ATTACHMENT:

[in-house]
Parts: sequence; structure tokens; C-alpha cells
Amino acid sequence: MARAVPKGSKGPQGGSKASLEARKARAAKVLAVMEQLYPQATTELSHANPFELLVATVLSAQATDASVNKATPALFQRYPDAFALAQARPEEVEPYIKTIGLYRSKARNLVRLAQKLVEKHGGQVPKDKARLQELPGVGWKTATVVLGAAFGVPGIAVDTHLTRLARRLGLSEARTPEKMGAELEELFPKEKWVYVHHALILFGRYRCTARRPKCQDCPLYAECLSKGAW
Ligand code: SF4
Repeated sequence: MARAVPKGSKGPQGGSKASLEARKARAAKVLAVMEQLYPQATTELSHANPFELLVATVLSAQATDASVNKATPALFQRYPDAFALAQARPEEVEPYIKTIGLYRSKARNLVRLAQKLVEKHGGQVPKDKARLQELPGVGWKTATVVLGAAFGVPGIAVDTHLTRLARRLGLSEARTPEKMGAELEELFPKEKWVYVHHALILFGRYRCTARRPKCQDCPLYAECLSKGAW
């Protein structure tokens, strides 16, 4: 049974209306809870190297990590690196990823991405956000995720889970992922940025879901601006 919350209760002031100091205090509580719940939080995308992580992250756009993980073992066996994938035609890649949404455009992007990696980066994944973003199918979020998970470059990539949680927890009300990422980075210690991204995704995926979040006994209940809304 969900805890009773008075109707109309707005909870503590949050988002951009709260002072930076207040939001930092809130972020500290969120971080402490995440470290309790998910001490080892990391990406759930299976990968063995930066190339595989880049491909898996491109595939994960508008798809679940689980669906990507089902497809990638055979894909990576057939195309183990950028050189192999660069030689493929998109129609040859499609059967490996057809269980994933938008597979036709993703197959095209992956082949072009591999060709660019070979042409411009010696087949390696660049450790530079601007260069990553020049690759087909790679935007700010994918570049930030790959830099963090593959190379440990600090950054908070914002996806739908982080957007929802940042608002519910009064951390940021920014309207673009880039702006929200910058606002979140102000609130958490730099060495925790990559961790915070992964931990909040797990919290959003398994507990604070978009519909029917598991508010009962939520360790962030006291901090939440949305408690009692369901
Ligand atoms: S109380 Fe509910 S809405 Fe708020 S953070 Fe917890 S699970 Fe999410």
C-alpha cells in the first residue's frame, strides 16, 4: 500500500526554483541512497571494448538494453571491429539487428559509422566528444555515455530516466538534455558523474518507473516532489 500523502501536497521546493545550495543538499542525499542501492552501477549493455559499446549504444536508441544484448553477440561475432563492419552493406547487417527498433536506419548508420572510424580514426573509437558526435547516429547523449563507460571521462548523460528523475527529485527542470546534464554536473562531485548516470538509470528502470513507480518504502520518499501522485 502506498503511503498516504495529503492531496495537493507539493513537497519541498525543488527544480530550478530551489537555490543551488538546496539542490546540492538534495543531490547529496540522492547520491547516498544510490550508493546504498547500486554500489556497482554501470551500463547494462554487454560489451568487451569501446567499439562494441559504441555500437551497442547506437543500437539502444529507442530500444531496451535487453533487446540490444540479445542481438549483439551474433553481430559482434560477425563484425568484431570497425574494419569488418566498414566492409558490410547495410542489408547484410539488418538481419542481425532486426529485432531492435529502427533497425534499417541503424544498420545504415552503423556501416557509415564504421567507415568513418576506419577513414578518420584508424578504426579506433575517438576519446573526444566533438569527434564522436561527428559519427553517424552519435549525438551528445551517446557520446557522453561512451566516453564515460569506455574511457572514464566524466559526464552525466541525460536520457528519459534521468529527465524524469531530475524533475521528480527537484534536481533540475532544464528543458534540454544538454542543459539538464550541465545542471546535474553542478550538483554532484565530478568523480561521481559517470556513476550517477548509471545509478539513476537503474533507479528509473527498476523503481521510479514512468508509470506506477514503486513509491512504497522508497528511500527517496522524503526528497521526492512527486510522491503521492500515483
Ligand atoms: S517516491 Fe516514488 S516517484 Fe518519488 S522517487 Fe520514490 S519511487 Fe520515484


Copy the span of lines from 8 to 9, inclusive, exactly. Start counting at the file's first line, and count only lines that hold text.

C-alpha cells in the first residue's frame, strides 16, 4: 500500500526554483541512497571494448538494453571491429539487428559509422566528444555515455530516466538534455558523474518507473516532489 500523502501536497521546493545550495543538499542525499542501492552501477549493455559499446549504444536508441544484448553477440561475432563492419552493406547487417527498433536506419548508420572510424580514426573509437558526435547516429547523449563507460571521462548523460528523475527529485527542470546534464554536473562531485548516470538509470528502470513507480518504502520518499501522485 502506498503511503498516504495529503492531496495537493507539493513537497519541498525543488527544480530550478530551489537555490543551488538546496539542490546540492538534495543531490547529496540522492547520491547516498544510490550508493546504498547500486554500489556497482554501470551500463547494462554487454560489451568487451569501446567499439562494441559504441555500437551497442547506437543500437539502444529507442530500444531496451535487453533487446540490444540479445542481438549483439551474433553481430559482434560477425563484425568484431570497425574494419569488418566498414566492409558490410547495410542489408547484410539488418538481419542481425532486426529485432531492435529502427533497425534499417541503424544498420545504415552503423556501416557509415564504421567507415568513418576506419577513414578518420584508424578504426579506433575517438576519446573526444566533438569527434564522436561527428559519427553517424552519435549525438551528445551517446557520446557522453561512451566516453564515460569506455574511457572514464566524466559526464552525466541525460536520457528519459534521468529527465524524469531530475524533475521528480527537484534536481533540475532544464528543458534540454544538454542543459539538464550541465545542471546535474553542478550538483554532484565530478568523480561521481559517470556513476550517477548509471545509478539513476537503474533507479528509473527498476523503481521510479514512468508509470506506477514503486513509491512504497522508497528511500527517496522524503526528497521526492512527486510522491503521492500515483
Ligand atoms: S517516491 Fe516514488 S516517484 Fe518519488 S522517487 Fe520514490 S519511487 Fe520515484